Amid upheaval, centrist is named as new leader
Peru’s Congress chose a new leader Monday who is expected to become the nation’s third president in the span of a week, a sign that the political crisis may be on the verge of resolution.
Lawmakers voted overwhelmingly in favor of Francisco Sagasti, from the centrist Purple Party, as the legislature’s new president. By law, the head of Congress should become the country’s new interim president.
It will fall to Sagasti to heal a nation bruised by a week of upheaval. The 76-year-old hails from a party that voted against the ouster of President Martín Vizcarra, an anti-corruption crusader popular among Peruvians, which is likely to quell protests.
The Latin American nation’s political turmoil took a chaotic turn Sunday when interim leader Manuel Merino quit and Congress couldn’t decide on his replacement. That left Peru rudderless less than a week after legislators ignited a storm of protest by removing Vizcarra.
Using a 19th-century-era clause, legislators accused him of “permanent moral incapacity,” saying he took bribes in exchange for two construction contracts while governor of a small province years ago.
Prosecutors are investigating the accusations, but Vizcarra has not been charged.
The move outraged many in Peru, who denounced it as an illegal power grab by Congress, and prompted massive protests.
Merino stepped down Sunday after most of his cabinet resigned.
— Associated Press
25,000 fleeing conflict reach Sudan, U.N. says
Ethiopia’s growing conflict has resulted in more than 25,300 refugees fleeing the Tigray region into Sudan, the U.N. refugee agency said Monday, as fighting spilled beyond Ethiopia’s borders and threatened to inflame the Horn of Africa region.
More than 5,000 refugees arrived in Sudan’s border provinces of Kassala and al-Qadarif on Sunday, the highest single-day number of arrivals since the start of the conflict in Tigray this month, the Office of the U.N. High Commissioner for Refugees said.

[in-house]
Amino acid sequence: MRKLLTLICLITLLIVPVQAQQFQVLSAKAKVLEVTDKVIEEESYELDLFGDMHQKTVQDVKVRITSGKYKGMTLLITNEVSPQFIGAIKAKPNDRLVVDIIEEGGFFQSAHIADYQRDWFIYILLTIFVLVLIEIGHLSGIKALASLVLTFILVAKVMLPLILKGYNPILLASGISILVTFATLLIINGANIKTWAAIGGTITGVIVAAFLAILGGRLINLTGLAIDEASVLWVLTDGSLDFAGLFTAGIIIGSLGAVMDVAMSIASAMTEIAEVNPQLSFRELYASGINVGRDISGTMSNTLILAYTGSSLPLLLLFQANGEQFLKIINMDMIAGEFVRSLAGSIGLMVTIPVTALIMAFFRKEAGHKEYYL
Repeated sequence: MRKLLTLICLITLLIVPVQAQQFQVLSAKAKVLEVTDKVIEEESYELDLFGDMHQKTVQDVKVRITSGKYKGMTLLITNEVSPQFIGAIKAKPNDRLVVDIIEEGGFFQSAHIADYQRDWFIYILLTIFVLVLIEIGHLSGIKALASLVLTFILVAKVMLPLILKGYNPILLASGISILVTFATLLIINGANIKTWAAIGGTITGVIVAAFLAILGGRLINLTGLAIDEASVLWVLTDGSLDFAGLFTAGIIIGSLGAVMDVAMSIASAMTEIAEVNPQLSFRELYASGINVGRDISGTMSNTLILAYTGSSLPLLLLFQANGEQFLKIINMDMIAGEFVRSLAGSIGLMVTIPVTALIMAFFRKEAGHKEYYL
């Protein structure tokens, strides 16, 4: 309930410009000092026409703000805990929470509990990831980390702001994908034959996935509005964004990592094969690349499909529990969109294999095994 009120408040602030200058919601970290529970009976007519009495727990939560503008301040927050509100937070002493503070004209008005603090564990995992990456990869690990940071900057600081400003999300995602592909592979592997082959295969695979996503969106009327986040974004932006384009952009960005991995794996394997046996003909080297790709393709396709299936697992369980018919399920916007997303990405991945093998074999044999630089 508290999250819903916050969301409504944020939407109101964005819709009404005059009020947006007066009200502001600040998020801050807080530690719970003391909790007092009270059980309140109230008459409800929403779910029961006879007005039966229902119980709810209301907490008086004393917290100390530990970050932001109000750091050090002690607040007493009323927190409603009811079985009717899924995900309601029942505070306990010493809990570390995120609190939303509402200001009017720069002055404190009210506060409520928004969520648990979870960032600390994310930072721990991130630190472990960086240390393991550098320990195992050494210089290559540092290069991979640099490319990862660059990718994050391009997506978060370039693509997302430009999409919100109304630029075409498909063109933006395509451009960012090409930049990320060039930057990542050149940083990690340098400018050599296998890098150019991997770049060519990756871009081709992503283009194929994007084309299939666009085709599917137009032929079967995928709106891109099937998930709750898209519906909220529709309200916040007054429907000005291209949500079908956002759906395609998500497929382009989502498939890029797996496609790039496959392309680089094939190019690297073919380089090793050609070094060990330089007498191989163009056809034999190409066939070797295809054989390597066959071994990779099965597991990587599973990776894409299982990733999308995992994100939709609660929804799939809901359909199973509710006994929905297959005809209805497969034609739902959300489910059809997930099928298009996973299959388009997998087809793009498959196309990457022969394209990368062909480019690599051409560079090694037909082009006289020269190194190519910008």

Ethiopia’s prime minister, Abiy Ahmed, announced on Nov. 4 an offensive against the regional government in Tigray in response to an attack by Tigray forces. Each government regards the other as illegal.
Abiy’s government on Monday again refused international pleas for dialogue.
— Associated Press
Finance chief resigns
amid turmoil over truce
Armenia’s foreign minister submitted his resignation Monday amid political turmoil that has engulfed the country following a cease-fire deal for the separatist region of Nagorno-Karabakh that calls for ceding territory to longtime adversary Azerbaijan.
The Moscow-brokered truce stipulated that Armenia cede some areas it holds outside Nagorno-Karabakh’s borders to Azerbaijan.
Nagorno-Karabakh lies within Azerbaijan but has been under the control of ethnic Armenian forces backed by Armenia since a separatist war there ended in 1994. That war left not only Nagorno-Karabakh itself but also substantial surrounding territory in Armenian hands.
The fighting that erupted Sept. 27 marked the biggest escalation between Armenia and Azerbaijan in more than a quarter-century and killed hundreds.
The truce has sparked protests in Armenia and demands for Prime Minister Nikol Pashinyan to step down.
Foreign Minister Zohrab Mnatsakanyan’s resignation was announced
shortly after Pashinyan said t
hat he had decided to dismiss him. Earlier Monday, the ministry publicly disagreed with Pashinyan over the course of
— Associated Press
Pro-E.U. candidate wins Moldovan presidential race:
Maia Sandu, a former World Bank economist who favors closer ties with the European Union, has won Moldova’s presidential runoff vote, defeating the pro-Russian incumbent, according to preliminary results from the election commission. Sandu captured more than 57 percent of the vote, more than 15 points ahead of incumbent Igor Dodon.
120 Syrian families released from Kurdish-run camp: Kurdish-led authorities released dozens of Syrian families from one of the largest camps in northeast Syria, many of them linked to the Islamic State group. The release of the 120 families comes a month after senior Kurdish officials said all 25,000 Syrian nationals in the al-Hol camp will be allowed to leave as part of a general amnesty to ease pressure on authorities maintaining the camp.
— From news services